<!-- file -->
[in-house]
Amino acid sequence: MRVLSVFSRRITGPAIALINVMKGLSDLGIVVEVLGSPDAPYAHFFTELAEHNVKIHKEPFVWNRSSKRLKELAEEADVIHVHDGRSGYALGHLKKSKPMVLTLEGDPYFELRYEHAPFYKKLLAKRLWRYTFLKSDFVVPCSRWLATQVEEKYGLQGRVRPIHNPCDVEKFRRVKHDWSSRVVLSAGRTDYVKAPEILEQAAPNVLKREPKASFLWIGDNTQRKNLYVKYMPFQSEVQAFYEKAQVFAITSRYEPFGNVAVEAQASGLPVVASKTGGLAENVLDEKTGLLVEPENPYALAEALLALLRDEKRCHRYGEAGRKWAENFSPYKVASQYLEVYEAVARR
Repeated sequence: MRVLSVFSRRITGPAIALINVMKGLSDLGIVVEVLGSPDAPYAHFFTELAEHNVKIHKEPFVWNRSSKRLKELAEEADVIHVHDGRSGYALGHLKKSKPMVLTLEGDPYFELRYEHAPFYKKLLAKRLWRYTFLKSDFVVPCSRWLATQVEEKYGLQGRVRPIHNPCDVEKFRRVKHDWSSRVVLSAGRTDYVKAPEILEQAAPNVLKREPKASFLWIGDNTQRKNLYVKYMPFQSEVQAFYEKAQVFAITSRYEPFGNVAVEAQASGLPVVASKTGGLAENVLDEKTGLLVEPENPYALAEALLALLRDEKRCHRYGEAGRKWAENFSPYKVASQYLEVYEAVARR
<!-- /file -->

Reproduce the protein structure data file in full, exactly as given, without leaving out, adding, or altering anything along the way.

[in-house]
Amino acid sequence: MRVLSVFSRRITGPAIALINVMKGLSDLGIVVEVLGSPDAPYAHFFTELAEHNVKIHKEPFVWNRSSKRLKELAEEADVIHVHDGRSGYALGHLKKSKPMVLTLEGDPYFELRYEHAPFYKKLLAKRLWRYTFLKSDFVVPCSRWLATQVEEKYGLQGRVRPIHNPCDVEKFRRVKHDWSSRVVLSAGRTDYVKAPEILEQAAPNVLKREPKASFLWIGDNTQRKNLYVKYMPFQSEVQAFYEKAQVFAITSRYEPFGNVAVEAQASGLPVVASKTGGLAENVLDEKTGLLVEPENPYALAEALLALLRDEKRCHRYGEAGRKWAENFSPYKVASQYLEVYEAVARR
Repeated sequence: MRVLSVFSRRITGPAIALINVMKGLSDLGIVVEVLGSPDAPYAHFFTELAEHNVKIHKEPFVWNRSSKRLKELAEEADVIHVHDGRSGYALGHLKKSKPMVLTLEGDPYFELRYEHAPFYKKLLAKRLWRYTFLKSDFVVPCSRWLATQVEEKYGLQGRVRPIHNPCDVEKFRRVKHDWSSRVVLSAGRTDYVKAPEILEQAAPNVLKREPKASFLWIGDNTQRKNLYVKYMPFQSEVQAFYEKAQVFAITSRYEPFGNVAVEAQASGLPVVASKTGGLAENVLDEKTGLLVEPENPYALAEALLALLRDEKRCHRYGEAGRKWAENFSPYKVASQYLEVYEAVARR